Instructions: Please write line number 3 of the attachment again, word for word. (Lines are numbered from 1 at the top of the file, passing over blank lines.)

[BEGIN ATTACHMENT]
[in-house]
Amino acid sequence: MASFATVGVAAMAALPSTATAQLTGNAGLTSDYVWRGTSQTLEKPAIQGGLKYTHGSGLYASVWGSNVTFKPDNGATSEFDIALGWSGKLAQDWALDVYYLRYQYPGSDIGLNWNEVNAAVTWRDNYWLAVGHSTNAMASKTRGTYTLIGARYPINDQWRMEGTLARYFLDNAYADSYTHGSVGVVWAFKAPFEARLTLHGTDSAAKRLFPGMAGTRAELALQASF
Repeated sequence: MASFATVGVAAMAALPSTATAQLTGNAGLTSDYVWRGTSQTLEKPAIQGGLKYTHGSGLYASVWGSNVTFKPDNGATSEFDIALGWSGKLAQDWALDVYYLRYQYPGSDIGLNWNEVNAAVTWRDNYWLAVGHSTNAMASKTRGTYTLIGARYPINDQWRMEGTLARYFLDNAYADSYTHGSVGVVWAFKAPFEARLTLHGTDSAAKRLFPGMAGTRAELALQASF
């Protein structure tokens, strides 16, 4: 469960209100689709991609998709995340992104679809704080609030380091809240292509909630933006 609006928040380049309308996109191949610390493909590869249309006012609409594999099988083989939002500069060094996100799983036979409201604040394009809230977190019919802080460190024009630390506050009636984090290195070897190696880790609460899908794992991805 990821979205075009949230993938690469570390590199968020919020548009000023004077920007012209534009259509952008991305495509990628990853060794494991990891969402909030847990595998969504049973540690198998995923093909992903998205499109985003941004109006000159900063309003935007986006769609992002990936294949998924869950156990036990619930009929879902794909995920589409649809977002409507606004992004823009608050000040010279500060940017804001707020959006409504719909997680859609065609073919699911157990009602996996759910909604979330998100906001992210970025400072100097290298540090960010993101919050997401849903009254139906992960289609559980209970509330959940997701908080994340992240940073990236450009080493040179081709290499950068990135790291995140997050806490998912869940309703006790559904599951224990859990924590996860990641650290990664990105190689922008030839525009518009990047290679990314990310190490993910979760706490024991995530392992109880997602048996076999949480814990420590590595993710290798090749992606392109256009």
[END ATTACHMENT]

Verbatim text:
Repeated sequence: MASFATVGVAAMAALPSTATAQLTGNAGLTSDYVWRGTSQTLEKPAIQGGLKYTHGSGLYASVWGSNVTFKPDNGATSEFDIALGWSGKLAQDWALDVYYLRYQYPGSDIGLNWNEVNAAVTWRDNYWLAVGHSTNAMASKTRGTYTLIGARYPINDQWRMEGTLARYFLDNAYADSYTHGSVGVVWAFKAPFEARLTLHGTDSAAKRLFPGMAGTRAELALQASF